The Eighteenth Amendment, passed during the tenure of the current PPP-led government, effectively took the Constitution back to its original 1973 form, restoring the prime minister as the repository of executive authority. However, even after the adoption of this amendment, executive authority has remained with President Asif Ali Zardari. He exercises it not because of the office he holds but because of the chairmanship of the PPP, his political party. That is the basis of his power. The constitutional situation in Pakistan, therefore, has become ambiguous about the positioning of executive authority. Ambiguity is never propitious for orderly political development. In other words, the development of political order in the Muslim world is a work in progress.

Published in The Express Tribune, December 24th, 2012.

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Reader Comments (4)

  • Mirza
    Dec 24, 2012 - 11:09AM

    In most parliamentary democracies the head of the party becomes leader of the house called PM. In addition in most countries the leader of the ruling party always has more power than any of its member. It would be more appropriate such an Op Ed be written by a lawyer who specializes in constitutional law and parliamentary democracy.


  • Foreign Leg
    Dec 24, 2012 - 11:24AM

    Was actually hoping that you would respond to this -> [Providing intellectual cover to General Zia’s sectarian policies by Murtaza Haider][1]

    [1]: http://dawn.com/2012/12/12/providing-intellectual-cover-to-general-zias-sectarian-policies/Recommend

  • Dec 24, 2012 - 1:23PM

    I said this with the last article and I will say it again.

    **Most Muslim Majority countries are doomed to go the Islamic way.**

    Erdogan has an Islamist streak running in him that will only increase in intensity, and end up manifesting itself by introducing Political Islam and turning the character of the system Islamic. Egypt is at that stage now. Muslim Brotherhood came to power saying it was a modern idea. But, its now turning Egypt to a state which is de facto Islamist in nature, with scant consideration to the 10% non-Muslim population.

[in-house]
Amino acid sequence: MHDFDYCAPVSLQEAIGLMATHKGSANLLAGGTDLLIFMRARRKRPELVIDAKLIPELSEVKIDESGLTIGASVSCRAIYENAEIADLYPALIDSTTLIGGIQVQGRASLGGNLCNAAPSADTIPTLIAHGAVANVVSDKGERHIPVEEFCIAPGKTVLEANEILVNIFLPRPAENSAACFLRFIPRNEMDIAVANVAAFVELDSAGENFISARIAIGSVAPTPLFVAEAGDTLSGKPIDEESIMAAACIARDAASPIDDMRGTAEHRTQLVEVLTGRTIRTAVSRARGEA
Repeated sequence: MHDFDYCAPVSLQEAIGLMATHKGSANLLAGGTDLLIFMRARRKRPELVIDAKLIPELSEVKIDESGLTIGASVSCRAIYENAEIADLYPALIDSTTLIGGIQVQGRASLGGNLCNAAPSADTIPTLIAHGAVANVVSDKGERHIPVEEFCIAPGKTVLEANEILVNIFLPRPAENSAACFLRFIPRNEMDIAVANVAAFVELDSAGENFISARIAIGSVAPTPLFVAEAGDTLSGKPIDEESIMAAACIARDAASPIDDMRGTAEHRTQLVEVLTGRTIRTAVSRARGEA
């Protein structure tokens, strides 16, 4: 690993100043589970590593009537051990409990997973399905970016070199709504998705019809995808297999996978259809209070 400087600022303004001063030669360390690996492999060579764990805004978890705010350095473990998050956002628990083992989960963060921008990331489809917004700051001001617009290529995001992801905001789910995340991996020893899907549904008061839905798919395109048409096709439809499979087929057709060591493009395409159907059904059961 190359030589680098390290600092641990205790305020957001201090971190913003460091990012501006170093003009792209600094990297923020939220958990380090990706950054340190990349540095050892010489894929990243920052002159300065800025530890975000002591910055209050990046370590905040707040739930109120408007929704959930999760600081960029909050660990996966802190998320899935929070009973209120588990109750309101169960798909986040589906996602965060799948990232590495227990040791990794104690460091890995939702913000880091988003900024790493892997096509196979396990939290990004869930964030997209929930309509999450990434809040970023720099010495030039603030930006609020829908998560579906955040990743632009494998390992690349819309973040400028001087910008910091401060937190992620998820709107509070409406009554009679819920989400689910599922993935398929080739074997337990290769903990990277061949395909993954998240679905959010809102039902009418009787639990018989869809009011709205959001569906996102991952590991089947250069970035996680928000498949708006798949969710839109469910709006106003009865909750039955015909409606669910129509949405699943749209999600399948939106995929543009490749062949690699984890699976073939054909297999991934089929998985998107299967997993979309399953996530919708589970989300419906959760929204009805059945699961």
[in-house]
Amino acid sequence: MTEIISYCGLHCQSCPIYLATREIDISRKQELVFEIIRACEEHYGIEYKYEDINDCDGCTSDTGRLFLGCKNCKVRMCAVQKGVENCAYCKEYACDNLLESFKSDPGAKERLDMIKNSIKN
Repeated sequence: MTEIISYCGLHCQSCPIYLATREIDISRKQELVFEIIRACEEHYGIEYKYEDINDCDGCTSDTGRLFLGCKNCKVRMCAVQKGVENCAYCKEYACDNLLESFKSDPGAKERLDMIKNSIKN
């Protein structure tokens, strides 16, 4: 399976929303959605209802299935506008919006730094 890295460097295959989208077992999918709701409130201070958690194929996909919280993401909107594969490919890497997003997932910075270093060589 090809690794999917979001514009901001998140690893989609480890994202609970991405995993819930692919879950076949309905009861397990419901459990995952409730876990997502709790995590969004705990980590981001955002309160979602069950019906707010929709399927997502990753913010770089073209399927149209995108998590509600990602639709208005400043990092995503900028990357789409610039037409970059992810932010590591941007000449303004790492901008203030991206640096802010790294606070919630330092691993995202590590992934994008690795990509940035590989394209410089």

Pakistan has already gone through this and has hardly pushed the frontiers of modern ideas. How can a country be based on regressive principles like Two Nation Theory and wed it self to modern ideas such as Democracy?

    If the trend continues, even Turkey, the symbol for liberals in the Muslim world, will become more Islamised, joining, literally, dozens of Muslim Majority countries who are despotic, theocratic or autocratic in nature, but all of them Islamic.

    The reason for all this, though obvious but refused to be debated or even considered, is Islam. Islam is a very political Religion and has regressive laws coded into it such as Sharia. Even a modern state like Malaysia has implemented them and as a result of which Shias are considered to be criminals.Recommend

  • abu-uzhur
    Dec 24, 2012 - 10:24PM

    @Burki Sahib

    Seen from one perspective there has never been any ambiguity about
    location of effective executive power . A remarkable feature of our political
    history since 1947, or even ealier , has been that effective power has always been in the
    hands of individuals . It has been so whether we had a democratic or a dictatorial or
    a democratic-dictatorial political face .
    The main reason lies in our psyche ruled by a powerful archetype
    of Ameer-u-momnin or Saviour . The dictators or authoritarian rulers are less an imposition from above , and more a creation of people looking for salvation .
    What is provided in the constitution regardig the executive power is easily trumped by this
    archetype .